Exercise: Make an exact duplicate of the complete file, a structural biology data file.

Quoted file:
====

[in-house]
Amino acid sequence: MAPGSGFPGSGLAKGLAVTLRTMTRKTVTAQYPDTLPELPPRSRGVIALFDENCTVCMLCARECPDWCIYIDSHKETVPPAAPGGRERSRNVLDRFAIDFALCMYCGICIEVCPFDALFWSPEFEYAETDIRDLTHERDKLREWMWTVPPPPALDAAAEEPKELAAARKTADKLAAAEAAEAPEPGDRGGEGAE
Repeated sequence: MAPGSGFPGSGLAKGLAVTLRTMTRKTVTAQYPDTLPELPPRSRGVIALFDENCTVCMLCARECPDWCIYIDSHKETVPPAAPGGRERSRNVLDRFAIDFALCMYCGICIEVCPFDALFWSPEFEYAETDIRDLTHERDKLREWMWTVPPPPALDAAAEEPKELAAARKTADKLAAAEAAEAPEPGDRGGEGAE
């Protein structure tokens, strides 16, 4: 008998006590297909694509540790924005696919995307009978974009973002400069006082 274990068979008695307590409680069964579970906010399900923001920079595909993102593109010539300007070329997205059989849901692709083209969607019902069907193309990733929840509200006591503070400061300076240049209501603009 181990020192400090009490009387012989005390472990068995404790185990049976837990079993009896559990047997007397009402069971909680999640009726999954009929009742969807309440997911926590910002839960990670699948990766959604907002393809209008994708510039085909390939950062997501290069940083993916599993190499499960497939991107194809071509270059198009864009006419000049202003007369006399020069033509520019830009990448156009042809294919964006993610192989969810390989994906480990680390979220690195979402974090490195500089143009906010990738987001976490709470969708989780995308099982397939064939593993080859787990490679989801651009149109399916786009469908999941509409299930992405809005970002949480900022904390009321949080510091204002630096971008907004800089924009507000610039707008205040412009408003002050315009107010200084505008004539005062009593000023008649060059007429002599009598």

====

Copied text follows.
[in-house]
Amino acid sequence: MAPGSGFPGSGLAKGLAVTLRTMTRKTVTAQYPDTLPELPPRSRGVIALFDENCTVCMLCARECPDWCIYIDSHKETVPPAAPGGRERSRNVLDRFAIDFALCMYCGICIEVCPFDALFWSPEFEYAETDIRDLTHERDKLREWMWTVPPPPALDAAAEEPKELAAARKTADKLAAAEAAEAPEPGDRGGEGAE
Repeated sequence: MAPGSGFPGSGLAKGLAVTLRTMTRKTVTAQYPDTLPELPPRSRGVIALFDENCTVCMLCARECPDWCIYIDSHKETVPPAAPGGRERSRNVLDRFAIDFALCMYCGICIEVCPFDALFWSPEFEYAETDIRDLTHERDKLREWMWTVPPPPALDAAAEEPKELAAARKTADKLAAAEAAEAPEPGDRGGEGAE
């Protein structure tokens, strides 16, 4: 008998006590297909694509540790924005696919995307009978974009973002400069006082 274990068979008695307590409680069964579970906010399900923001920079595909993102593109010539300007070329997205059989849901692709083209969607019902069907193309990733929840509200006591503070400061300076240049209501603009 181990020192400090009490009387012989005390472990068995404790185990049976837990079993009896559990047997007397009402069971909680999640009726999954009929009742969807309440997911926590910002839960990670699948990766959604907002393809209008994708510039085909390939950062997501290069940083993916599993190499499960497939991107194809071509270059198009864009006419000049202003007369006399020069033509520019830009990448156009042809294919964006993610192989969810390989994906480990680390979220690195979402974090490195500089143009906010990738987001976490709470969708989780995308099982397939064939593993080859787990490679989801651009149109399916786009469908999941509409299930992405809005970002949480900022904390009321949080510091204002630096971008907004800089924009507000610039707008205040412009408003002050315009107010200084505008004539005062009593000023008649060059007429002599009598």